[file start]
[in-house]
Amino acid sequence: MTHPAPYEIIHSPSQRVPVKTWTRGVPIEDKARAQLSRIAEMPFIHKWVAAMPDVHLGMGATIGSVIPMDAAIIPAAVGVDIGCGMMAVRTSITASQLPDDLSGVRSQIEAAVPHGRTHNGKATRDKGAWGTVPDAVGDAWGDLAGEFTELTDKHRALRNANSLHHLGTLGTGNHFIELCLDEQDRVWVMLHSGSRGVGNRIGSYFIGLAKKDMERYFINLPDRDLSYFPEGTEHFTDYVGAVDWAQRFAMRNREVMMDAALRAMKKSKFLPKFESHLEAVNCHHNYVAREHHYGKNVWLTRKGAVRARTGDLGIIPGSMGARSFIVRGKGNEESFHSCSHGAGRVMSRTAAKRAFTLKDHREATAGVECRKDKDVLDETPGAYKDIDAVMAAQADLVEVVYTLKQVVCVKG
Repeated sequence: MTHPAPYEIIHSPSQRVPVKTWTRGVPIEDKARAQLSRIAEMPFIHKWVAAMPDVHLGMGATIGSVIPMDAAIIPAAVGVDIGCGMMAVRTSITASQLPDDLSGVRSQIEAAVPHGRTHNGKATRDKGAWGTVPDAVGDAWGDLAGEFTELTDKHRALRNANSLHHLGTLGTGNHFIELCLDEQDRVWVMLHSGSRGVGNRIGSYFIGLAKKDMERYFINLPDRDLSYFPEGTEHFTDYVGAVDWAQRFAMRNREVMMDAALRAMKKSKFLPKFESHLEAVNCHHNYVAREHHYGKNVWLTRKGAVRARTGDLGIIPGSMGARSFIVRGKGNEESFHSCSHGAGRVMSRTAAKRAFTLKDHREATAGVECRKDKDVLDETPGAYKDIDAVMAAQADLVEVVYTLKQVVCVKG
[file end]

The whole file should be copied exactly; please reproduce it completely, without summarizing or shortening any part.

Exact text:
[in-house]
Amino acid sequence: MTHPAPYEIIHSPSQRVPVKTWTRGVPIEDKARAQLSRIAEMPFIHKWVAAMPDVHLGMGATIGSVIPMDAAIIPAAVGVDIGCGMMAVRTSITASQLPDDLSGVRSQIEAAVPHGRTHNGKATRDKGAWGTVPDAVGDAWGDLAGEFTELTDKHRALRNANSLHHLGTLGTGNHFIELCLDEQDRVWVMLHSGSRGVGNRIGSYFIGLAKKDMERYFINLPDRDLSYFPEGTEHFTDYVGAVDWAQRFAMRNREVMMDAALRAMKKSKFLPKFESHLEAVNCHHNYVAREHHYGKNVWLTRKGAVRARTGDLGIIPGSMGARSFIVRGKGNEESFHSCSHGAGRVMSRTAAKRAFTLKDHREATAGVECRKDKDVLDETPGAYKDIDAVMAAQADLVEVVYTLKQVVCVKG
Repeated sequence: MTHPAPYEIIHSPSQRVPVKTWTRGVPIEDKARAQLSRIAEMPFIHKWVAAMPDVHLGMGATIGSVIPMDAAIIPAAVGVDIGCGMMAVRTSITASQLPDDLSGVRSQIEAAVPHGRTHNGKATRDKGAWGTVPDAVGDAWGDLAGEFTELTDKHRALRNANSLHHLGTLGTGNHFIELCLDEQDRVWVMLHSGSRGVGNRIGSYFIGLAKKDMERYFINLPDRDLSYFPEGTEHFTDYVGAVDWAQRFAMRNREVMMDAALRAMKKSKFLPKFESHLEAVNCHHNYVAREHHYGKNVWLTRKGAVRARTGDLGIIPGSMGARSFIVRGKGNEESFHSCSHGAGRVMSRTAAKRAFTLKDHREATAGVECRKDKDVLDETPGAYKDIDAVMAAQADLVEVVYTLKQVVCVKG